Doing their part in this piece of performance art, Republican members of Congress have been holding press conferences and posing in front of photo arrays of the alleged czars. House Republicans even have a bill, the Czar Accountability and Reform Act of 2009, which now has 100 co-sponsors. They argue that the czars are unaccountable because they haven't been confirmed by the Senate. Except many of those on the various lists were, in fact, confirmed. We have yet to see a reporter ask one of these officeholders for a definition of "czar" that goes beyond "I heard somebody once call that guy a czar, so he is one." What's the difference between a czar and someone who holds a job in the executive branch? None that we can tell. The Republicans may not be aware of it, but I heard there's a college student intern who makes copies in the office of the deputy undersecretary of agriculture. Egad -- a soybean document duplication czar!
But it's not just on the House side, where silliness is always a featured offering on the daily legislative menu. Senators are getting into the act, too. Kay Bailey Hutchison of Texas wrote a breathtakingly stupid op-ed for The Washington Post, decrying the unchecked power the czar epidemic represents. "A few of them have formal titles," Hutchison wrote darkly, "but most are simply known as 'czars.'" Actually, every single one of them has a formal title. And the only person who is really "known" widely as a czar would be the drug czar, or head of the Office of National Drug Control Policy, an agency created under George H.W. Bush.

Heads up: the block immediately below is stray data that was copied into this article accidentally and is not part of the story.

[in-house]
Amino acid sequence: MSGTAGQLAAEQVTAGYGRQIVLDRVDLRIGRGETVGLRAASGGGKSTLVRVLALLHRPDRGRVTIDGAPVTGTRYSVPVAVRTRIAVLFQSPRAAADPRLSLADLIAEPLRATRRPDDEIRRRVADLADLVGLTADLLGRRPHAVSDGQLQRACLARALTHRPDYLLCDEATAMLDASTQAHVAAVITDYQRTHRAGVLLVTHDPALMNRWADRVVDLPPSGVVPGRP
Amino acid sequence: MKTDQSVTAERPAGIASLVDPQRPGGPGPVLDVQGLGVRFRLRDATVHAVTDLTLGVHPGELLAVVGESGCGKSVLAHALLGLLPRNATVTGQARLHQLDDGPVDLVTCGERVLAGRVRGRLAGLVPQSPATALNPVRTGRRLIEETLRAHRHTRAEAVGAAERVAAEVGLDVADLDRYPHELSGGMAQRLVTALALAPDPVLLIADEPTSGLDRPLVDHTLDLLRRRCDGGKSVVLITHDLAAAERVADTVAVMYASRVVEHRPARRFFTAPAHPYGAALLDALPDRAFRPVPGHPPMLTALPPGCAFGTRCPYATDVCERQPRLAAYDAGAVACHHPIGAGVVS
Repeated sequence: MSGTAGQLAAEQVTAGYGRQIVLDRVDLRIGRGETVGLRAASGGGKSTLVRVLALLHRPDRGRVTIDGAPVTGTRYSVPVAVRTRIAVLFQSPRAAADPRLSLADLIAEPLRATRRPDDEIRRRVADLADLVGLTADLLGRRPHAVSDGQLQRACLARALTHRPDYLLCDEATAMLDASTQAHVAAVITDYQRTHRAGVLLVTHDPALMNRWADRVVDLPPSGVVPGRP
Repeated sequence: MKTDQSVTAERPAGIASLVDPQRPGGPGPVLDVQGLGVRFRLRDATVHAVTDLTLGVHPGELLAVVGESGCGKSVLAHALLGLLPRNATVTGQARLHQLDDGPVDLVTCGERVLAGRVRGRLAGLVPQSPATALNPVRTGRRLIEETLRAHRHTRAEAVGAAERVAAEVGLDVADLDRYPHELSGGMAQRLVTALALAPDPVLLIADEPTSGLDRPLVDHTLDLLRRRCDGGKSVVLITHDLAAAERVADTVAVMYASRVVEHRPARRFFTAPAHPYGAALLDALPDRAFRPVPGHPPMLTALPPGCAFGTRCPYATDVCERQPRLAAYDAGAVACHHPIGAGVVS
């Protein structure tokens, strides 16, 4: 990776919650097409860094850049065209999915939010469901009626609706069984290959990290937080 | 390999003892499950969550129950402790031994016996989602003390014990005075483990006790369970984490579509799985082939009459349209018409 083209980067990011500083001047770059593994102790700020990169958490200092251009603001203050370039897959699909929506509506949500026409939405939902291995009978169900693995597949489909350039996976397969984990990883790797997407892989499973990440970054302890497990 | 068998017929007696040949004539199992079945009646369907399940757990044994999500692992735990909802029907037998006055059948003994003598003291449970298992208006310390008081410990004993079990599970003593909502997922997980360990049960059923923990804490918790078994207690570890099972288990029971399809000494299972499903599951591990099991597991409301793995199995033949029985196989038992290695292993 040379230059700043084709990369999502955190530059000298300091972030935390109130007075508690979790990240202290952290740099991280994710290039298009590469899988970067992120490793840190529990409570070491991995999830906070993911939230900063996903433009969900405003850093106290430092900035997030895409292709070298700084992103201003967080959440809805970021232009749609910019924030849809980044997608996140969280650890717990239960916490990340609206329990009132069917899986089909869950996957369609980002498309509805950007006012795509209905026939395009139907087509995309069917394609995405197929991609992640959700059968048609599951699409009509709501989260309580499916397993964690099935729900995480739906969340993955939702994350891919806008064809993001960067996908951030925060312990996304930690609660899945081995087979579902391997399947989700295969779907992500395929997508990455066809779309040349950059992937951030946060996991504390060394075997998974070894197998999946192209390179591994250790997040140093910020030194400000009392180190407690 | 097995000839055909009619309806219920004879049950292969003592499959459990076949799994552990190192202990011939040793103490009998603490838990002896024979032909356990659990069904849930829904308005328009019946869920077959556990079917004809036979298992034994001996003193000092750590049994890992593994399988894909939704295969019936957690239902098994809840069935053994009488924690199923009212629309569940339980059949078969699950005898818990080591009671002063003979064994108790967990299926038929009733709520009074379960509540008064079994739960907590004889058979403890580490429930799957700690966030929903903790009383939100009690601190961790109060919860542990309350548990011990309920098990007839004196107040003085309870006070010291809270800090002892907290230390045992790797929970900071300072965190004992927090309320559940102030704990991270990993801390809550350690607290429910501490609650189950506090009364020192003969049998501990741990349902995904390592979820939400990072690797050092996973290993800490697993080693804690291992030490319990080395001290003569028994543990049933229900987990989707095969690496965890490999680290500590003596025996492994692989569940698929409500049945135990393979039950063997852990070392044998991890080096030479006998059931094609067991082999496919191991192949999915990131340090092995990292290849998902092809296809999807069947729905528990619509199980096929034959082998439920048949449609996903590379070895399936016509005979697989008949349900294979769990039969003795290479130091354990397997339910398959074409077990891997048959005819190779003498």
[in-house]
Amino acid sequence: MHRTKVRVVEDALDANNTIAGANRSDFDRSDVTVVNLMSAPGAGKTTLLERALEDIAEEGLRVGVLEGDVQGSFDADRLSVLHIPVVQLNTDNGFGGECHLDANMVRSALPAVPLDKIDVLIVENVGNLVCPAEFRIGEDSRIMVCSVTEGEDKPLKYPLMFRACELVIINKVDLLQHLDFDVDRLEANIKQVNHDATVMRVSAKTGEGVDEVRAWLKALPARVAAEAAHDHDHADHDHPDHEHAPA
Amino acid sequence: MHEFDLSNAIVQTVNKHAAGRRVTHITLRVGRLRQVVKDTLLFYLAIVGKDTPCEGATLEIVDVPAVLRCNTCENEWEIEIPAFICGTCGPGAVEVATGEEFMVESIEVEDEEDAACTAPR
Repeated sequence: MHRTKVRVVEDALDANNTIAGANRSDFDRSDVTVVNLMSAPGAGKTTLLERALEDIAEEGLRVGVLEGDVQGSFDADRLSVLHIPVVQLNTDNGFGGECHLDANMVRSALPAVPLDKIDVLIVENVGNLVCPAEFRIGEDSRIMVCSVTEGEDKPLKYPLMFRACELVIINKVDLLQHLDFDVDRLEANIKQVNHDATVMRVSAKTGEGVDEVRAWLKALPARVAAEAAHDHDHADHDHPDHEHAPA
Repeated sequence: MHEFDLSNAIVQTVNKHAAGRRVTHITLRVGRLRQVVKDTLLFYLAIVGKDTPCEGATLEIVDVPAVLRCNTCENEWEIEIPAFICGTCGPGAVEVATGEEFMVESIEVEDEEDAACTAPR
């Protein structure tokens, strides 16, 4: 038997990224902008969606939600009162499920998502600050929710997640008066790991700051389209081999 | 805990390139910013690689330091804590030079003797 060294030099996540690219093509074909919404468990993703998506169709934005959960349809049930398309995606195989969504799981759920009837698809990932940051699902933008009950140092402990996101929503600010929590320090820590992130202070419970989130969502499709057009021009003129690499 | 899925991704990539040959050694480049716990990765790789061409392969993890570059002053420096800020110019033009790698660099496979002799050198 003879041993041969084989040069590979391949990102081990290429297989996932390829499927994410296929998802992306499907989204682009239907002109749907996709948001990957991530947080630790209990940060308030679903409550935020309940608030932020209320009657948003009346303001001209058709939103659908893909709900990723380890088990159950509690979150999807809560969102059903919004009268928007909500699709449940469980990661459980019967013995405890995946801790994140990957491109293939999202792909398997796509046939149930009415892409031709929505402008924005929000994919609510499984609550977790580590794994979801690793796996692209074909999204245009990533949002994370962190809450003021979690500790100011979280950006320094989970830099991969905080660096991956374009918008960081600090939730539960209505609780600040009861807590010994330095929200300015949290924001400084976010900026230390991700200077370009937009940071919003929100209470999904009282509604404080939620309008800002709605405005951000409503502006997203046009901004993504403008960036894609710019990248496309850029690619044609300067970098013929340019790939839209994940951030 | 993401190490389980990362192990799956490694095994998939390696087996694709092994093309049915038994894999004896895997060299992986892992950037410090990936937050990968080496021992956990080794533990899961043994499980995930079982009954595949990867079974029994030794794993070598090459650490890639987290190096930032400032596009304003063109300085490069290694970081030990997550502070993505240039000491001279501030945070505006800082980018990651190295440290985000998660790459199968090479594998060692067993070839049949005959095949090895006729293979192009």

While Hutchison hasn't had the most distinguished of Senate careers, she has not appeared to be as much of an ignoramus as her op-ed would suggest. But she is running for governor of Texas against incumbent Republican Rick Perry, whose vigorous pandering to his party's nuttiest elements could teach Mitt Romney a thing or two. Running in a GOP primary against a man who has actually suggested that Texas consider seceding from the United States if Washington continues to pass laws and regulate things, the fairly moderate Hutchison knows she has to start shimmying her way up the crazy tree, and right quick. (A poll taken after Perry's remarks showed Texas Republicans evenly split, 48-48, on whether the state should remain part of the United States or not. Really.)